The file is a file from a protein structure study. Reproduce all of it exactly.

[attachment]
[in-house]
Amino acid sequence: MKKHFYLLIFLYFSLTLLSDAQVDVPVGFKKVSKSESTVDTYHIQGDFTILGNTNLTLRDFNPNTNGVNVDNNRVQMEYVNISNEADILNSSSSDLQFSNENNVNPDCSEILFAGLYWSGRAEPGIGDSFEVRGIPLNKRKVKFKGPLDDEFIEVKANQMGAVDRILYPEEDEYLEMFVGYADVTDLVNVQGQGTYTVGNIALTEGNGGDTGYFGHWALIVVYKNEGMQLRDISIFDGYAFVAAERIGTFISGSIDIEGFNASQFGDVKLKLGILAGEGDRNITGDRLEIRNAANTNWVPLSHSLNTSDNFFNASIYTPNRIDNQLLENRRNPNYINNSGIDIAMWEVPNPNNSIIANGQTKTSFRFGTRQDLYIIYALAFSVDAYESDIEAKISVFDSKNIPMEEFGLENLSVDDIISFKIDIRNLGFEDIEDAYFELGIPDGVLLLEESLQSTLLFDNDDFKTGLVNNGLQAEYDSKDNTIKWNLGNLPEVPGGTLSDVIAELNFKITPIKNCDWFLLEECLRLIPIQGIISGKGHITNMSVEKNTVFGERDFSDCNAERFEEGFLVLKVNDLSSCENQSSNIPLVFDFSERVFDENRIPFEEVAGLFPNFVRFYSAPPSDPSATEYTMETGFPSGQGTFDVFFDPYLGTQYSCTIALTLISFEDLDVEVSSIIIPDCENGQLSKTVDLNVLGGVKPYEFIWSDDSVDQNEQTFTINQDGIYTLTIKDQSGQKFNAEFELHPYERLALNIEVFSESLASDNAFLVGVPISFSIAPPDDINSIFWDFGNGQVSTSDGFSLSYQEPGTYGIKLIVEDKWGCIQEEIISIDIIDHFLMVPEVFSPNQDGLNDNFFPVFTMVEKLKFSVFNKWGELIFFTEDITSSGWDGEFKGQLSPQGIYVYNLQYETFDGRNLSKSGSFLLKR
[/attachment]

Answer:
[in-house]
Amino acid sequence: MKKHFYLLIFLYFSLTLLSDAQVDVPVGFKKVSKSESTVDTYHIQGDFTILGNTNLTLRDFNPNTNGVNVDNNRVQMEYVNISNEADILNSSSSDLQFSNENNVNPDCSEILFAGLYWSGRAEPGIGDSFEVRGIPLNKRKVKFKGPLDDEFIEVKANQMGAVDRILYPEEDEYLEMFVGYADVTDLVNVQGQGTYTVGNIALTEGNGGDTGYFGHWALIVVYKNEGMQLRDISIFDGYAFVAAERIGTFISGSIDIEGFNASQFGDVKLKLGILAGEGDRNITGDRLEIRNAANTNWVPLSHSLNTSDNFFNASIYTPNRIDNQLLENRRNPNYINNSGIDIAMWEVPNPNNSIIANGQTKTSFRFGTRQDLYIIYALAFSVDAYESDIEAKISVFDSKNIPMEEFGLENLSVDDIISFKIDIRNLGFEDIEDAYFELGIPDGVLLLEESLQSTLLFDNDDFKTGLVNNGLQAEYDSKDNTIKWNLGNLPEVPGGTLSDVIAELNFKITPIKNCDWFLLEECLRLIPIQGIISGKGHITNMSVEKNTVFGERDFSDCNAERFEEGFLVLKVNDLSSCENQSSNIPLVFDFSERVFDENRIPFEEVAGLFPNFVRFYSAPPSDPSATEYTMETGFPSGQGTFDVFFDPYLGTQYSCTIALTLISFEDLDVEVSSIIIPDCENGQLSKTVDLNVLGGVKPYEFIWSDDSVDQNEQTFTINQDGIYTLTIKDQSGQKFNAEFELHPYERLALNIEVFSESLASDNAFLVGVPISFSIAPPDDINSIFWDFGNGQVSTSDGFSLSYQEPGTYGIKLIVEDKWGCIQEEIISIDIIDHFLMVPEVFSPNQDGLNDNFFPVFTMVEKLKFSVFNKWGELIFFTEDITSSGWDGEFKGQLSPQGIYVYNLQYETFDGRNLSKSGSFLLKR